Characterisation of the role of autophagy in DNA damage repair

Liu, Emma Yu (2014) Characterisation of the role of autophagy in DNA damage repair. PhD thesis, University of Glasgow.

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Autophagy is an evolutionarily conserved process that is important for the maintenance of cellular homeostasis and also genomic integrity. Autophagy is a self-digestive process that takes place in the cytoplasm, however recent studies by Eileen White and colleagues demonstrated that defective autophagy leads to accumulation of DNA damage in vitro and in vivo [1] [2]. This discovery leads to a question: whether there is increased DNA damage incidences or defective DNA damage repair in autophagy deficient cells. Autophagy and DNA damage are two important areas for cancer research. The aim of this project is to provide a better understanding of the role of autophagy plays in DNA damage and DNA damage response.
The activation of Chk1 facilitates its degradation. The results presented in this project illustrate that autophagy deficient cells exhibit elevated proteasomal activities and autophagy inhibition leads to activation of Chk1. These combined factors contribute to increased degradation of Chk1 in autophagy deficient cells. This was manifested first as decreased phospho-Chk1 in response to DNA damage, later on when the loss of autophagy effect is more pronounced; decrease in total Chk1 protein level was observed. Chk1 is a crucial DNA damage response mediator that plays roles in cell cycle checkpoints and DNA damage repair. Cells without autophagy appear to have intact cell cycle checkpoints in response to starvation or DNA damaging agents; however they show deficiency in homologous recombination (HR) repair pathways. Autophagy deficient cells display increased spontaneous cell death and formation of micronuclei. Defective HR pathways in autophagy deficient cells lead to hyper-dependency on non-homologous end-joining (NHEJ) process. Since HR and NHEJ are the two main ways of repairing double strand breaks (DSB), it is not surprising that inhibition of NHEJ following DSB inducing agents in autophagy deficient cells results in persistence of damage lesions and increased cell death.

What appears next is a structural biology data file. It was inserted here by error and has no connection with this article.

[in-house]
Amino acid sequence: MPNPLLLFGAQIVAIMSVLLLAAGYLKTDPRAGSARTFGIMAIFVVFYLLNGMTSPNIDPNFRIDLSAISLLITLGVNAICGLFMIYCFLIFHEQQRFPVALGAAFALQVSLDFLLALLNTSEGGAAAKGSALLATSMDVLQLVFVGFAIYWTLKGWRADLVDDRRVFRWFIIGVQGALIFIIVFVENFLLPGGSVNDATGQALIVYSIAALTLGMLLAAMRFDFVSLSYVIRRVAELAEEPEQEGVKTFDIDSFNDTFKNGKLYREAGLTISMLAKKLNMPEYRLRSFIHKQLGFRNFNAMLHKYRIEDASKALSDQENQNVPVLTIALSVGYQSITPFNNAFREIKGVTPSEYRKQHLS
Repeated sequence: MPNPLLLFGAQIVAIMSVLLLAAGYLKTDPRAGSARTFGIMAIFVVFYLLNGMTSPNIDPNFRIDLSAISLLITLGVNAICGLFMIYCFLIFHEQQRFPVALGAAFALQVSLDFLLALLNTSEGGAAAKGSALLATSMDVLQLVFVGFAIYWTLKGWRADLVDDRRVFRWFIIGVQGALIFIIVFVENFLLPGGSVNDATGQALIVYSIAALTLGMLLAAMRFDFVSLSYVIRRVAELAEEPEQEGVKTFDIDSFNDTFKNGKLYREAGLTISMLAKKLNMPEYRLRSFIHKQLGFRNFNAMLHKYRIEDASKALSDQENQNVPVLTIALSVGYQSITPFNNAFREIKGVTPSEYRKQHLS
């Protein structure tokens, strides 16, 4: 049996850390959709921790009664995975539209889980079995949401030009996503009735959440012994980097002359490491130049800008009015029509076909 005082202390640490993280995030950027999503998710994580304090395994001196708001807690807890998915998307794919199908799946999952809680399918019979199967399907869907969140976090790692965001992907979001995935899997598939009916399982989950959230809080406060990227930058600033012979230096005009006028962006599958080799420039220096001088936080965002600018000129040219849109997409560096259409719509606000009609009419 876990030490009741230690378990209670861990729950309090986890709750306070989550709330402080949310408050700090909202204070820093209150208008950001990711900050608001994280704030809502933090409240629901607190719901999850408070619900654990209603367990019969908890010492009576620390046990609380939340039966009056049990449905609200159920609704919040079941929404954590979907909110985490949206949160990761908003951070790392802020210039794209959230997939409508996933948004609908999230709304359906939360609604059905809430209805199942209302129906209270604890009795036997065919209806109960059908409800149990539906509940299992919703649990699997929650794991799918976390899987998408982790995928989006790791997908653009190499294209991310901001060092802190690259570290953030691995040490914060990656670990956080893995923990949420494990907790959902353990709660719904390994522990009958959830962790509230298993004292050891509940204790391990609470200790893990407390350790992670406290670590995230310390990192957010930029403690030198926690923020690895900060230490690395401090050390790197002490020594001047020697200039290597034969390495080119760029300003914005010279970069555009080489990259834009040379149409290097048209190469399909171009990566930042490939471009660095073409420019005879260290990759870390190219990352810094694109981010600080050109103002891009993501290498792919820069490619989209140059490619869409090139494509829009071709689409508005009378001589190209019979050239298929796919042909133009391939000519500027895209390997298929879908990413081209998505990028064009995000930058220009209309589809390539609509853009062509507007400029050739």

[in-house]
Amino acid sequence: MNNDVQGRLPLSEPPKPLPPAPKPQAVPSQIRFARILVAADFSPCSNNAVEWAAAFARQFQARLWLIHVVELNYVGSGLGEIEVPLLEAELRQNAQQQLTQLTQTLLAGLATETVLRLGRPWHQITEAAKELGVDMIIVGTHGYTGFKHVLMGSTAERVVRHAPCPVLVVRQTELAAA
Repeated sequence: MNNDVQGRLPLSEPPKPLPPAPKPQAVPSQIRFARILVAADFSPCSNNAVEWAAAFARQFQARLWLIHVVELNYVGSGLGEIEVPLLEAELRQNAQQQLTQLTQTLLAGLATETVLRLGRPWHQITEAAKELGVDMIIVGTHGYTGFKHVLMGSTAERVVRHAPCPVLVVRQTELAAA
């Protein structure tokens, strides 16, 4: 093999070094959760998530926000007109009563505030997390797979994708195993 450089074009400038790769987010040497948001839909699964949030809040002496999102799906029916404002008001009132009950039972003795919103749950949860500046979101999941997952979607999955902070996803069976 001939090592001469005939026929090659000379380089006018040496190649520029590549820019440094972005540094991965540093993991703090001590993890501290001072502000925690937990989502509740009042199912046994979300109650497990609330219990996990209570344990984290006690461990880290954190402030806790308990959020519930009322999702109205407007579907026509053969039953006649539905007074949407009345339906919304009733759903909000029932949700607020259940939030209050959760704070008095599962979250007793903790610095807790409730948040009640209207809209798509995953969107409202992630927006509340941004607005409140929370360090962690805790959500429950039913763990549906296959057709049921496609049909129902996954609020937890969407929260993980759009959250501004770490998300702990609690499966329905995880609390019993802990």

This project demonstrated that loss or inhibition of autophagy leads to defective DNA damage response pathways. We established that Chk1 is de-regulated in autophagy deficient cells and this has differential downstream effects on DNA damage response.
These findings potentially provide a novel synthetic lethal strategy to selectively kill autophagy-deficient cells, which are implicated in a number of diseases including certain cancers.

Item Type: Thesis (PhD)
Qualification Level: Doctoral
Keywords: autophagy
Subjects: R Medicine > RC Internal medicine > RC0254 Neoplasms. Tumors. Oncology (including Cancer)
Colleges/Schools: College of Medical Veterinary and Life Sciences > School of Cancer Sciences > Beatson Institute of Cancer Research
Supervisor's Name: Ryan, Prof. Kevin
Date of Award: 2014
Depositing User: Yu Liu
Unique ID: glathesis:2014-5204
Copyright: Copyright of this thesis is held by the author.
Date Deposited: 11 Nov 2014 11:18
Last Modified: 11 Nov 2014 11:19

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